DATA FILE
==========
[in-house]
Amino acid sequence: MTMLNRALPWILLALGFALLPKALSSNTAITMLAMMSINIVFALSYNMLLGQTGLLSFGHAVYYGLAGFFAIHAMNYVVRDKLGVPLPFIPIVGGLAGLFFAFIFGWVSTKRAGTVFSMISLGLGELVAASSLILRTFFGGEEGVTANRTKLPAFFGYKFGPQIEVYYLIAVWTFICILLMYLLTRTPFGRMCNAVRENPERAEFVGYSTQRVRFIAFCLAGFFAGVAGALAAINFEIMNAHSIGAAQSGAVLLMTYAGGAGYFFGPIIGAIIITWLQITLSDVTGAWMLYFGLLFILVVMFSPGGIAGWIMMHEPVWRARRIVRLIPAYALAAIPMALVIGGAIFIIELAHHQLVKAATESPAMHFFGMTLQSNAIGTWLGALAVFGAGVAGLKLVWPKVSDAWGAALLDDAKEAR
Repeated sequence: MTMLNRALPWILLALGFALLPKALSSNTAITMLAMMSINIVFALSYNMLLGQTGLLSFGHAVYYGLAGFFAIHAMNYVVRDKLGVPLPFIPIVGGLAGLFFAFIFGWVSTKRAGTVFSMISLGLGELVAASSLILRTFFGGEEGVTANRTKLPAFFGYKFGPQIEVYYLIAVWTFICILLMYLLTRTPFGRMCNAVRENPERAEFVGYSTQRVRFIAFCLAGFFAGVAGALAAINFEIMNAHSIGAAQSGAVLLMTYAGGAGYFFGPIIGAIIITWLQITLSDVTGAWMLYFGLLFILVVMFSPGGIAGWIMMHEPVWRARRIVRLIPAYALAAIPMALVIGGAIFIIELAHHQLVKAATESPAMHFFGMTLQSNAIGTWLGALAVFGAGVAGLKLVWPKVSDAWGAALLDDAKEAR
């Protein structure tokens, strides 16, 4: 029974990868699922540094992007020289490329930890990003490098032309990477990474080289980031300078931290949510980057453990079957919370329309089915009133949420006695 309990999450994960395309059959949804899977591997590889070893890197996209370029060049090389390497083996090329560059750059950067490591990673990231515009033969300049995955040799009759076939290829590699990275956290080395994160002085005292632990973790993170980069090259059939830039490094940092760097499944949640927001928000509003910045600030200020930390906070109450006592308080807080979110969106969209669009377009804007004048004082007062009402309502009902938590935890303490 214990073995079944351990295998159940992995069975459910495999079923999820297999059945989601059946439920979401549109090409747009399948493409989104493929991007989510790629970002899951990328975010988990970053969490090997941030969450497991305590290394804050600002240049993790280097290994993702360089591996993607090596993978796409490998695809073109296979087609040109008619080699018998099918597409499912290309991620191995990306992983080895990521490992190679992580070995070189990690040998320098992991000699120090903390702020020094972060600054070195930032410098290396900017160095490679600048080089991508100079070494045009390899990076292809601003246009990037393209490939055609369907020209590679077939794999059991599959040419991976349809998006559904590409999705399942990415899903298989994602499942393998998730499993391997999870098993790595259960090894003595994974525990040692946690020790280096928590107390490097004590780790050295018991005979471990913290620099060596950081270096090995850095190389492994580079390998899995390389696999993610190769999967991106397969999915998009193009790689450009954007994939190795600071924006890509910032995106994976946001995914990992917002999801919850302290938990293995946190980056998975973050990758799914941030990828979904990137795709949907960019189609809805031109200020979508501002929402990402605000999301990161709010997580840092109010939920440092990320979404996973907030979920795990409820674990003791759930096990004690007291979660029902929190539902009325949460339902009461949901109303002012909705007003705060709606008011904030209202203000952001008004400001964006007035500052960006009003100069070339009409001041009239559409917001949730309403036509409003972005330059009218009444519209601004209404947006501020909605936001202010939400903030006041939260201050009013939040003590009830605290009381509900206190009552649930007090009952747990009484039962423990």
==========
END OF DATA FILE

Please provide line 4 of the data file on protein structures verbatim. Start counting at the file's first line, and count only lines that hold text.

């Protein structure tokens, strides 16, 4: 029974990868699922540094992007020289490329930890990003490098032309990477990474080289980031300078931290949510980057453990079957919370329309089915009133949420006695 309990999450994960395309059959949804899977591997590889070893890197996209370029060049090389390497083996090329560059750059950067490591990673990231515009033969300049995955040799009759076939290829590699990275956290080395994160002085005292632990973790993170980069090259059939830039490094940092760097499944949640927001928000509003910045600030200020930390906070109450006592308080807080979110969106969209669009377009804007004048004082007062009402309502009902938590935890303490 214990073995079944351990295998159940992995069975459910495999079923999820297999059945989601059946439920979401549109090409747009399948493409989104493929991007989510790629970002899951990328975010988990970053969490090997941030969450497991305590290394804050600002240049993790280097290994993702360089591996993607090596993978796409490998695809073109296979087609040109008619080699018998099918597409499912290309991620191995990306992983080895990521490992190679992580070995070189990690040998320098992991000699120090903390702020020094972060600054070195930032410098290396900017160095490679600048080089991508100079070494045009390899990076292809601003246009990037393209490939055609369907020209590679077939794999059991599959040419991976349809998006559904590409999705399942990415899903298989994602499942393998998730499993391997999870098993790595259960090894003595994974525990040692946690020790280096928590107390490097004590780790050295018991005979471990913290620099060596950081270096090995850095190389492994580079390998899995390389696999993610190769999967991106397969999915998009193009790689450009954007994939190795600071924006890509910032995106994976946001995914990992917002999801919850302290938990293995946190980056998975973050990758799914941030990828979904990137795709949907960019189609809805031109200020979508501002929402990402605000999301990161709010997580840092109010939920440092990320979404996973907030979920795990409820674990003791759930096990004690007291979660029902929190539902009325949460339902009461949901109303002012909705007003705060709606008011904030209202203000952001008004400001964006007035500052960006009003100069070339009409001041009239559409917001949730309403036509409003972005330059009218009444519209601004209404947006501020909605936001202010939400903030006041939260201050009013939040003590009830605290009381509900206190009552649930007090009952747990009484039962423990």